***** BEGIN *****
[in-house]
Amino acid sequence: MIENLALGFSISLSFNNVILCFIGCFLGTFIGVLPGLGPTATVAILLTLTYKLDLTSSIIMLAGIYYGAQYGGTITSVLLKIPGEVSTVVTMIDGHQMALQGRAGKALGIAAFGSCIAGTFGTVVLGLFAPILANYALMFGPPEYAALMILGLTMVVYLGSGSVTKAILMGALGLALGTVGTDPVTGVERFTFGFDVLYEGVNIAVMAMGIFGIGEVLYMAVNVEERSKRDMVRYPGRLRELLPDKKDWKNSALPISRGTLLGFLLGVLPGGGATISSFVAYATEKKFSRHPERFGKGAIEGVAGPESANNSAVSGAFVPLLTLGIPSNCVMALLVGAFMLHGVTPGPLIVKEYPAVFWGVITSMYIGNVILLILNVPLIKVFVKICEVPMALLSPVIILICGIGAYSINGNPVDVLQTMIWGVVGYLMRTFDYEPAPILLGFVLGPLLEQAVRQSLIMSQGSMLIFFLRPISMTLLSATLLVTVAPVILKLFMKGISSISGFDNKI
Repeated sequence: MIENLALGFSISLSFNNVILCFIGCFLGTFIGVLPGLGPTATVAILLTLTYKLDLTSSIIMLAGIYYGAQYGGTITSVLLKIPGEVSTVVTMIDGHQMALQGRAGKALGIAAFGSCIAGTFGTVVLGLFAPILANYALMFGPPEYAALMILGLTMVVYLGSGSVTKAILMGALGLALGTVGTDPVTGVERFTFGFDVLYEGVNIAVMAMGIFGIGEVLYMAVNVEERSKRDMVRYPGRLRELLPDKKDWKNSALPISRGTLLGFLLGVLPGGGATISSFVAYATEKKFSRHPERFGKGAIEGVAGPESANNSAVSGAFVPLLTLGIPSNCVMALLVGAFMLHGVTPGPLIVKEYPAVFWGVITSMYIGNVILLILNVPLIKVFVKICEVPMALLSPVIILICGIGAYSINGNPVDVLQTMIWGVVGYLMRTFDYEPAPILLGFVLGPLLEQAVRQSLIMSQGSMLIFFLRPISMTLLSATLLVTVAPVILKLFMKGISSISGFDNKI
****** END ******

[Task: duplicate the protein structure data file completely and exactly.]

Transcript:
[in-house]
Amino acid sequence: MIENLALGFSISLSFNNVILCFIGCFLGTFIGVLPGLGPTATVAILLTLTYKLDLTSSIIMLAGIYYGAQYGGTITSVLLKIPGEVSTVVTMIDGHQMALQGRAGKALGIAAFGSCIAGTFGTVVLGLFAPILANYALMFGPPEYAALMILGLTMVVYLGSGSVTKAILMGALGLALGTVGTDPVTGVERFTFGFDVLYEGVNIAVMAMGIFGIGEVLYMAVNVEERSKRDMVRYPGRLRELLPDKKDWKNSALPISRGTLLGFLLGVLPGGGATISSFVAYATEKKFSRHPERFGKGAIEGVAGPESANNSAVSGAFVPLLTLGIPSNCVMALLVGAFMLHGVTPGPLIVKEYPAVFWGVITSMYIGNVILLILNVPLIKVFVKICEVPMALLSPVIILICGIGAYSINGNPVDVLQTMIWGVVGYLMRTFDYEPAPILLGFVLGPLLEQAVRQSLIMSQGSMLIFFLRPISMTLLSATLLVTVAPVILKLFMKGISSISGFDNKI
Repeated sequence: MIENLALGFSISLSFNNVILCFIGCFLGTFIGVLPGLGPTATVAILLTLTYKLDLTSSIIMLAGIYYGAQYGGTITSVLLKIPGEVSTVVTMIDGHQMALQGRAGKALGIAAFGSCIAGTFGTVVLGLFAPILANYALMFGPPEYAALMILGLTMVVYLGSGSVTKAILMGALGLALGTVGTDPVTGVERFTFGFDVLYEGVNIAVMAMGIFGIGEVLYMAVNVEERSKRDMVRYPGRLRELLPDKKDWKNSALPISRGTLLGFLLGVLPGGGATISSFVAYATEKKFSRHPERFGKGAIEGVAGPESANNSAVSGAFVPLLTLGIPSNCVMALLVGAFMLHGVTPGPLIVKEYPAVFWGVITSMYIGNVILLILNVPLIKVFVKICEVPMALLSPVIILICGIGAYSINGNPVDVLQTMIWGVVGYLMRTFDYEPAPILLGFVLGPLLEQAVRQSLIMSQGSMLIFFLRPISMTLLSATLLVTVAPVILKLFMKGISSISGFDNKI